Then we should start by funding basic education in places like Haiti, Iraq and other places which receive the brunt of Amerikan intervention. Otherwise you're just arguing for the narrow bourgeois privilege of students in Amerika.
Moreover, 'higher ed'- or any education for that matter- is hardly nuetral. Amerikan universities propogate reactionary ideologies and advance the cause of assimilation within the imperialist structure.
Thanks for reporting on this.
Rich people see the homeless as cash cows, to be milked for whatever they can get out of taxpayers' and donors' money. They spend it on salaries for prison guard wannabes and empty talk about how we are supposed to get non-existent jobs. Then, they try to run us out of town.
The rich made their money off us--paying us shit wages back when we worked two and three jobs, overcharging us for the homes we once lived in, cutting the services our taxes paid for, while they got a free ride.
Anyone who still has a roof over their head should beware. Homelessness can and will happen to many of you. Join the fight against capitalism, not just for our sake, but for yourselves and your children.
Decriminalization is overdue, yes, but no one would be surprised to see that at Fort Lewis, widely known for a reputation as the relaxed atmosphere tolerant of activities like smoking marijuana. I'm not saying its bad I'm just not surprised. it would be a milestone to get it decriminalized in Colorado Springs or Douglas County, but Denver, Boulder and Durango ought to be easy places to achieve this goal. In Denver it failed as the "lowest ... priority" as they are still handing out misdemeanor charges to as many easy targets as they can for marijuana possession and distribution. I still see regular pot busts at the park, while people smoking pot in the parking lots outside gentrified clubs and bars are mostly left alone. I don't believe that will happen in Durango, as the dynamics of the areas demographics wouldn't allow such a perversion of the public will, but Denver is a typically corrupt home-rule and strong Mayor-Council city. I'm happy to see the students initiating the discussion but I'm afraid that it is so expected to see something like this in Durango - and this is not the first time by any means although the financial aid issue is a new burden, you're right - and by the fact that Durango is a hip spot it can be easily dismissed as typical of Fort Lewis students who often use marijuana and like things like snowboarding and punk rock. it is almost discrimination on the part of political leaders when the needs or interests of Fort Lewis students are dismissed as juvenile or immature, but it is hard to catch the political leaders in the act of expressing that kind of prejudice, so I would suggest to whomever is organizing this in Durango to find common ground with powerful people who might hold a stake in keeping Durango as cool as it is, perhaps shop owners who may lose customers significant to their presence in the town, someone like that perhaps. Also look outside the town and the college and find opposite profiles that agree with decriminalization or legalization, then the stereotype often slapped on Fort Lewis students, I think, would be less likely to stick so as to compromise the students' very justifiable and necessary endeavor. Personally I think decriminalization would only improve Durango, and Durango is already a totally rad town, always gorgeous and always fun. Anyhow, good luck Fort Lewis students, and I hope you win.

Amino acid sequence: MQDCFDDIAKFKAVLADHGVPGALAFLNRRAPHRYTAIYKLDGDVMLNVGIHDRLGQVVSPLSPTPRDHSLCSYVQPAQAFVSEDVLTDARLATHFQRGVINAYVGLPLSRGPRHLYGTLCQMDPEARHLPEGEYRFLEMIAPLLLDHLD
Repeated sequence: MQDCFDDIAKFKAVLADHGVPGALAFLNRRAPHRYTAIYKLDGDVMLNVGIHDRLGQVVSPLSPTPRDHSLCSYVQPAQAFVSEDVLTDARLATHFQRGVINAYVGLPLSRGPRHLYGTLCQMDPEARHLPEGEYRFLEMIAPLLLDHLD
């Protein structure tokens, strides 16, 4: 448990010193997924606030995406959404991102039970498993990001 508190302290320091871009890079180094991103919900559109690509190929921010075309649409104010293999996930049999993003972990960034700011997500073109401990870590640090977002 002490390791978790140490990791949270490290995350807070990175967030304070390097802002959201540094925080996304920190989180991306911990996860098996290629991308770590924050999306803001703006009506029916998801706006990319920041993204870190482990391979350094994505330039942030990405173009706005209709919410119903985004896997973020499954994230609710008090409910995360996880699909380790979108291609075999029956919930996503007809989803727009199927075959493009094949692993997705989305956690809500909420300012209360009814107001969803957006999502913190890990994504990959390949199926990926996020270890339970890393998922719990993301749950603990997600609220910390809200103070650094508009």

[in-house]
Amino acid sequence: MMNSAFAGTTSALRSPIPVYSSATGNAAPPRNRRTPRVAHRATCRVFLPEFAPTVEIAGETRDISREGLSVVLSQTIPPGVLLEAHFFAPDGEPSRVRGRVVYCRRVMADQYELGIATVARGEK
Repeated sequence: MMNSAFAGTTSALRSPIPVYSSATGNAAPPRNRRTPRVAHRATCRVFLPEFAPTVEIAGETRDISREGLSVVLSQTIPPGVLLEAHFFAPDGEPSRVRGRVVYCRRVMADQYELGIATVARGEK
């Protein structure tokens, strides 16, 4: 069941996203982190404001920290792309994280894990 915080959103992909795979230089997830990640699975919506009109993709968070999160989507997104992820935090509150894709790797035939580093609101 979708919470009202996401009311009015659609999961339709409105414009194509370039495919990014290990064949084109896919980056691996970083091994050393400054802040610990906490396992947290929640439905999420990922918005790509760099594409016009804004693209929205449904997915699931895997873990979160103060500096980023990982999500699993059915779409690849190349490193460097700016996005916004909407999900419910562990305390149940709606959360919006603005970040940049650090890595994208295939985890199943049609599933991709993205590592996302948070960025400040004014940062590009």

Great publication, thanks for also uploading a copy here this time!
Why would anyone be "rolling their eyes?" Marijuana legalization is long overdue - students continue to lose housing and financial aid because of unjust marijuana laws. I applaud these students for taking a stance and starting an important discussion.
For financial and personal reasons Union Taxi first attracted 570 drivers
wanting to join the cooperatively owned business when it began to work
toward earning a certificate of public convenience and necessity from the
Colorado Public Utilities Commission, the regulatory body that oversees the
licensing of taxi companies in Colorado.
Anyone who knows that college who is reading this just rolled their eyes.
This referendum is endorsed by Animas SDS, the autonomous Durango chapter of Students for a Democratic Society.
Date of the five press conferences in the Denver is Friday, February 19. Times and venues are
8:30 am: Office of the Honorable Ed Perlmutter, 12600 West Colfax Avenue, Suite B-400,
9:30 am: Office of the Honorable Diana DeGette, 600 Grant St., Suite 202, Denver, CO
10:00 am: Office of the Honorable Jared Polis, 1200 East 78th Avenue, Suite 105,
12:00 noon: Office of Senator Michael F. Bennet, 2300 15th St., Suite 450, Denver, CO
2:00 pm: Office of the Honorable Mike Coffman, 9220 Kimmer Drive, Suite 220, Lone
I don't know where to start and it would take too long to finish, so I'll just say this and you can spend the next 50 years trying to figure it out: YOU'RE AN IDIOT.
gays in the military. oh no im going to be fighting with a guy with a pink thong on and with bunny pink ears holding his gun like a puseey. hell no if this happens,im get out of the amry
even taking showers with fags checking me out hell no!!
No, they don't have one. That's unfortunate. But this is a great story.
Maybe when these high school students get a bit older, they will start an IMC, or maybe they will be too busy protecting what is left of Montana's natural environment. They certainly have their work cut out for them.
These high school students are definitely on the right track. Actions like theirs need all the support they can get.
This is Montana news, not Colorado. Does montana have an IMC?